Ok, after quite some time being really annoyed at not being able to commit when I want to the cvs at sourceforge, and sync operations taking almost forever sometimes (yeap, I double-check everything before commiting), I've decided to take a look at alternative options.
Basically, descentralized scm systems seem the way to go, so, after taking a (rather quick) look at some of the alternatives (which were: mercurial, git and bzr), mercurial apparently seems what'll go better with how I want to work.
It seems to be able to coexist nicely with the base in place -- that's a must because I'll have to keep commiting things to the cvs at sourceforge. And it's pretty non-obtrusive (it doesn't keep zilions of files around each folder as svn and cvs do. All is kept under a single folder, out of the way of the actual projects -- and having a single .hgignore file instead of one for each folder is also pretty nice)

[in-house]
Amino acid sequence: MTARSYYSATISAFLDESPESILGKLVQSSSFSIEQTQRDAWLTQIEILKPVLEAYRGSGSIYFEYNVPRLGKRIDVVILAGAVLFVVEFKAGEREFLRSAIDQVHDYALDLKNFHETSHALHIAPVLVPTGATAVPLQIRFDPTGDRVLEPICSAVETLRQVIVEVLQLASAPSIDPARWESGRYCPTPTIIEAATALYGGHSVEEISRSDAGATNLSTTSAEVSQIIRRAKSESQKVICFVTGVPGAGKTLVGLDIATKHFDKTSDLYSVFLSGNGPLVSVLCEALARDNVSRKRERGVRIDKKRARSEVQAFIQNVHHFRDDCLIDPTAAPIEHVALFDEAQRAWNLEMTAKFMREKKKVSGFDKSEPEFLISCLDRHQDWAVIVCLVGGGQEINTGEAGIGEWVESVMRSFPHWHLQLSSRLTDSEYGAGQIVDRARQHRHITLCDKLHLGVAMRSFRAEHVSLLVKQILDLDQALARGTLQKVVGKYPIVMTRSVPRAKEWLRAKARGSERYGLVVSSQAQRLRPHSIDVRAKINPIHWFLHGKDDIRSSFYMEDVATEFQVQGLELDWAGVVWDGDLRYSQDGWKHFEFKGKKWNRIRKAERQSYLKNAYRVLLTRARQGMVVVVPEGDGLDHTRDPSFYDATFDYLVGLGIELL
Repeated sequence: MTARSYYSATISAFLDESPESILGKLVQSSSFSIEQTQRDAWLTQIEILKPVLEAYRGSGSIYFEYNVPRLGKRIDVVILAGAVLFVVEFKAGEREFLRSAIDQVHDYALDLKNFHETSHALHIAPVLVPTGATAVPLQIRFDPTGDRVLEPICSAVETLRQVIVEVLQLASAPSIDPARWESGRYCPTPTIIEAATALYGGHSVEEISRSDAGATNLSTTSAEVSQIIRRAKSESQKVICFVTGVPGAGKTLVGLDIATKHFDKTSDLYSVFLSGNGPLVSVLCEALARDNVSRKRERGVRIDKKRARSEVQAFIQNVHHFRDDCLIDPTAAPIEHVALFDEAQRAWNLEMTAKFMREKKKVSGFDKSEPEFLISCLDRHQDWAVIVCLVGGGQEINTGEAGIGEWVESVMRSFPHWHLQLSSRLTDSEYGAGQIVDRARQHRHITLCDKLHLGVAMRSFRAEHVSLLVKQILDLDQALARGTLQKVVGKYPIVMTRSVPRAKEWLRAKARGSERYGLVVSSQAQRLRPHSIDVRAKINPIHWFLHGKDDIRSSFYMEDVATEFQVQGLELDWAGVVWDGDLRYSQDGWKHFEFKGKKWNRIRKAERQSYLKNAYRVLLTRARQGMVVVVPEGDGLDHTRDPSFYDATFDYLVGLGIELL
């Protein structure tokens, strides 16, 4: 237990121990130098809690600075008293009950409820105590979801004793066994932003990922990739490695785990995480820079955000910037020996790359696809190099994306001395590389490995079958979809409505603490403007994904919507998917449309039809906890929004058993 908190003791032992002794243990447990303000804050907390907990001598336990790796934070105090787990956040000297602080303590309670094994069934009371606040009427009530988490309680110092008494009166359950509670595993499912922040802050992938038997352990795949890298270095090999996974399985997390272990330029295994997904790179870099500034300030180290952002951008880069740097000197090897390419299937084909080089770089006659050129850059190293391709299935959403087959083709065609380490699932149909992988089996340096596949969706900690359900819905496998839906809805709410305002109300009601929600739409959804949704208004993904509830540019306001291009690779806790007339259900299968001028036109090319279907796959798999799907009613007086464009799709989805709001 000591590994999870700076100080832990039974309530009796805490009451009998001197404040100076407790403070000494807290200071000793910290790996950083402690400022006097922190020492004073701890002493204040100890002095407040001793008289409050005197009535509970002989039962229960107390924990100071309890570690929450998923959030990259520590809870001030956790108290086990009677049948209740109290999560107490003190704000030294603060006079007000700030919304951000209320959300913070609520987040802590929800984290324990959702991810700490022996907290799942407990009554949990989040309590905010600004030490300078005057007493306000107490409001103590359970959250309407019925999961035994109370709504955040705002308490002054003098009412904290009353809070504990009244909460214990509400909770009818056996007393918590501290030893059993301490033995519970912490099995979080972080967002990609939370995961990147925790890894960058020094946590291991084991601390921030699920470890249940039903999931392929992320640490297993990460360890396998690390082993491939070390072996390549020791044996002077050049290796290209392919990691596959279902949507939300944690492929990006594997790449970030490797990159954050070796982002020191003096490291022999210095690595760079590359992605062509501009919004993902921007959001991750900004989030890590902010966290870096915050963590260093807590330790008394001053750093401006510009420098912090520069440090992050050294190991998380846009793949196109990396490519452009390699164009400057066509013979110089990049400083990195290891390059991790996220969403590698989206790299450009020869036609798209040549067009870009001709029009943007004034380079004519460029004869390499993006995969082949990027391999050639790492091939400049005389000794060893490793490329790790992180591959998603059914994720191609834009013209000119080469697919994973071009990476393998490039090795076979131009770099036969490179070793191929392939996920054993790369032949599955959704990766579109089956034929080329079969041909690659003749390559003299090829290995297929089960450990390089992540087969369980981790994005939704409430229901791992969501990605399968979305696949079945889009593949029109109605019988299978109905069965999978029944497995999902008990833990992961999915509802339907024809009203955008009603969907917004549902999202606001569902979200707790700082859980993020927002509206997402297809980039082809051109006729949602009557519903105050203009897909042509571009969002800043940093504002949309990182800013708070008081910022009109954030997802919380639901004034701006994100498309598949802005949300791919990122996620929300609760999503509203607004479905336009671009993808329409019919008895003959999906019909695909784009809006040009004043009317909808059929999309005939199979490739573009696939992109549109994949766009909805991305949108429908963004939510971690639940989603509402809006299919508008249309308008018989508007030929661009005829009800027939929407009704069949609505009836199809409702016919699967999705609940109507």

All my projects are in a X: drive (when in windows), so, basically, I've simply created a mercurial repository at X: and imported all the pydev stuff into it.
I've just played with it for about 1-2 hours, and I already feel I cannot live without it anymore ;-)
I'll probably change my modus-operandi to make all things in my machine, with patches and diffs (BTW: I'm using KDiff3 which integrates nicely with Mercurial for that) and just commiting everything to sourceforge at once, without having to double check all those things...
But the most important thing is: I feel really relieved of not having to make those syncs that took forever to see if everything is correct when commiting to sourceforge (and working offline is a big win too).
The major drawback is that the integration with Eclipse is still in its early stages (in fact, I'll probably be using the command line and diffs with KDiff3 until it matures -- which I hope will not take long) -- but that's still a minor thing when compared with the advantages.